Callahan Roach believes it brought flat-rate pricing to the pool and spa industry in 2000. Steven Dupuis, senior account manager for the flat-rate implementation company, started working with Callahan just three years later. Today, he traces his employer’s original muse back 102 years, to one of the world’s most iconic brands.
“Flat rate is nothing new,” he says. “The auto industry started it in 1935. Chevrolet was doing flat rates. If you brought your car into a dealership, they’d say, ‘It’ll cost you X dollars for a brake job, X dollars for a transmission.’”
As the operations manager at Florida Leisure Pool & Spa in Jonesville, Fla., Jeremy Hine cares little about upfront pricing on brake jobs and transmissions. But in 2006, he cared greatly about finding a solution to quell customer skepticism — and his own wasted time — documenting actual hours worked, parts ordered and quotes given.
“At the time,” Hine says, “I was eager to try all these new things, and so I bought the flat-rate program. Now, I don’t have to keep track of how much time I put into a job. One price makes the most sense to the customer. There’s no arguing or bickering.”
Those not regularly performing installations might wonder how much arguing or bickering actually goes on. The answer likely varies depending on the installer, his client, the job and other factors. But whether the customer only raises an eyebrow when handed a final bill, launches into a fiery curse-fueled tirade or says nothing but wonders if the installer’s just scammed him/her, every consumer wants to know how much what they’re buying will set them back.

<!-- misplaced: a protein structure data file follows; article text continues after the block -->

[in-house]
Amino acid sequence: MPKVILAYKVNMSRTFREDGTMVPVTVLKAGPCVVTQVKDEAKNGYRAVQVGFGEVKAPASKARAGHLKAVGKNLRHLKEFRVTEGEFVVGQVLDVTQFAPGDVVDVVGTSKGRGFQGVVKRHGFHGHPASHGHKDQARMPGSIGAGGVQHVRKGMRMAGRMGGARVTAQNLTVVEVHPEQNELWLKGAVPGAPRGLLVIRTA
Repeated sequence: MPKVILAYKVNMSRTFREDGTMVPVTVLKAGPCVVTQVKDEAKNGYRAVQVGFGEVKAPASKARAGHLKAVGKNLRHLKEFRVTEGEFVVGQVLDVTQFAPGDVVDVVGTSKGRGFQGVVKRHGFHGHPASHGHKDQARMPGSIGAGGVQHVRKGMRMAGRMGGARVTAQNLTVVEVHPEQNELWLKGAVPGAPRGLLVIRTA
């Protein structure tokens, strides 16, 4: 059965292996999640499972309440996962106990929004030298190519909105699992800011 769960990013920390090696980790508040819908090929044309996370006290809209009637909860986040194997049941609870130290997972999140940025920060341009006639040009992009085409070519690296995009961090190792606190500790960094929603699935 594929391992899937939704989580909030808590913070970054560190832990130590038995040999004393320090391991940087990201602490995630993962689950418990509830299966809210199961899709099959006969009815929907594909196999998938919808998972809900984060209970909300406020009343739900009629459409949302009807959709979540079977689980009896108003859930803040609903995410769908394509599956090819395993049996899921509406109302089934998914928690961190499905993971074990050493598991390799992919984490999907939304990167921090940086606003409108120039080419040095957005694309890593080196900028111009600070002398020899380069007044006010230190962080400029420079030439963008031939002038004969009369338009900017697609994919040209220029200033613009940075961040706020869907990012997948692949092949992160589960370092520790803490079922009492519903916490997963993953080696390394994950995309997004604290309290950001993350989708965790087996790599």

“People want to know upfront what it’s going to cost them to have their repairs done,” Dupuis says, “to make it the way it was before, if not better. As consumers, we want to know what our exposure is financially.”
“Customers seem to like it,” operational cost-reduction analyst and owner of The Pool Guy, Wes Burdine says. “They know what they’re going to spend right away. And if additional things are going to pop up, they also know it’s going to cost this much.”
In short, the flat rate-model prevents surprises, which has historically been one of the biggest obstacles for service departments Burdine says.
“We show up and say, ‘This is about what it’s going to cost,’ ” Burdine says. “Then most of the time, it’s more than that. And there are some [contractors] out there who give the rest of us a bad reputation.”
The reason companies went to flat rates is because they had high overhead costs, Dupuis says. “The company has someone at the office taking calls and a serviceman going to visit them,” he says. “And he has to have a vehicle with the proper licensing and registration. What consumers don’t realize is that it costs companies a lot of dollars just to put someone in a vehicle who’s qualified.”
The company then must pay that qualified serviceman for all his hours between jobs.
“When we talk about cost,” Dupuis says, “we talk about unapplied time.”